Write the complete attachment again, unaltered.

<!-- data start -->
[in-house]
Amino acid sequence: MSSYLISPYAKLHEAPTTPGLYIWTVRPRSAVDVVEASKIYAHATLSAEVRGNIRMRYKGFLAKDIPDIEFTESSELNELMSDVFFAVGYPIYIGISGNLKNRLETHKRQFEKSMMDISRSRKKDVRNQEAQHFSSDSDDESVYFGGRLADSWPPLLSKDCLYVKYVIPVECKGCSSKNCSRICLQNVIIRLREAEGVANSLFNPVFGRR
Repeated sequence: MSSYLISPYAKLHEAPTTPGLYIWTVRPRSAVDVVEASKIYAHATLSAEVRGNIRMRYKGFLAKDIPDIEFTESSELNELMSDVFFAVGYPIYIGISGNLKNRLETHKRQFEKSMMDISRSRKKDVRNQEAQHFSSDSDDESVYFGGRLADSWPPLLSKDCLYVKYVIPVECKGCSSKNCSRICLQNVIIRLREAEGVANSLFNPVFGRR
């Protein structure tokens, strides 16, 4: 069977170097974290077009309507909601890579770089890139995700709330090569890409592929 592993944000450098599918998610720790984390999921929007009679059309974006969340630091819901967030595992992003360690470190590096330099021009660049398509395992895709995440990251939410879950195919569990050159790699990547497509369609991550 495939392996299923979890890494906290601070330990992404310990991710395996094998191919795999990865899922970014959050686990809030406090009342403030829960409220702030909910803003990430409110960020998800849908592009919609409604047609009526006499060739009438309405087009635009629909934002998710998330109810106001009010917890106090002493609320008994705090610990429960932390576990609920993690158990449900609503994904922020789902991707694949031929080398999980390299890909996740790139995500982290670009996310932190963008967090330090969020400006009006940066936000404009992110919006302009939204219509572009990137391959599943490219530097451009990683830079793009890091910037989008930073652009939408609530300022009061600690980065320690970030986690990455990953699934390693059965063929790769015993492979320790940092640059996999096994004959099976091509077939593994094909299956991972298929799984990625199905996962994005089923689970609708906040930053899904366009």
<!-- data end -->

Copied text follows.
[in-house]
Amino acid sequence: MSSYLISPYAKLHEAPTTPGLYIWTVRPRSAVDVVEASKIYAHATLSAEVRGNIRMRYKGFLAKDIPDIEFTESSELNELMSDVFFAVGYPIYIGISGNLKNRLETHKRQFEKSMMDISRSRKKDVRNQEAQHFSSDSDDESVYFGGRLADSWPPLLSKDCLYVKYVIPVECKGCSSKNCSRICLQNVIIRLREAEGVANSLFNPVFGRR
Repeated sequence: MSSYLISPYAKLHEAPTTPGLYIWTVRPRSAVDVVEASKIYAHATLSAEVRGNIRMRYKGFLAKDIPDIEFTESSELNELMSDVFFAVGYPIYIGISGNLKNRLETHKRQFEKSMMDISRSRKKDVRNQEAQHFSSDSDDESVYFGGRLADSWPPLLSKDCLYVKYVIPVECKGCSSKNCSRICLQNVIIRLREAEGVANSLFNPVFGRR
């Protein structure tokens, strides 16, 4: 069977170097974290077009309507909601890579770089890139995700709330090569890409592929 592993944000450098599918998610720790984390999921929007009679059309974006969340630091819901967030595992992003360690470190590096330099021009660049398509395992895709995440990251939410879950195919569990050159790699990547497509369609991550 495939392996299923979890890494906290601070330990992404310990991710395996094998191919795999990865899922970014959050686990809030406090009342403030829960409220702030909910803003990430409110960020998800849908592009919609409604047609009526006499060739009438309405087009635009629909934002998710998330109810106001009010917890106090002493609320008994705090610990429960932390576990609920993690158990449900609503994904922020789902991707694949031929080398999980390299890909996740790139995500982290670009996310932190963008967090330090969020400006009006940066936000404009992110919006302009939204219509572009990137391959599943490219530097451009990683830079793009890091910037989008930073652009939408609530300022009061600690980065320690970030986690990455990953699934390693059965063929790769015993492979320790940092640059996999096994004959099976091509077939593994094909299956991972298929799984990625199905996962994005089923689970609708906040930053899904366009």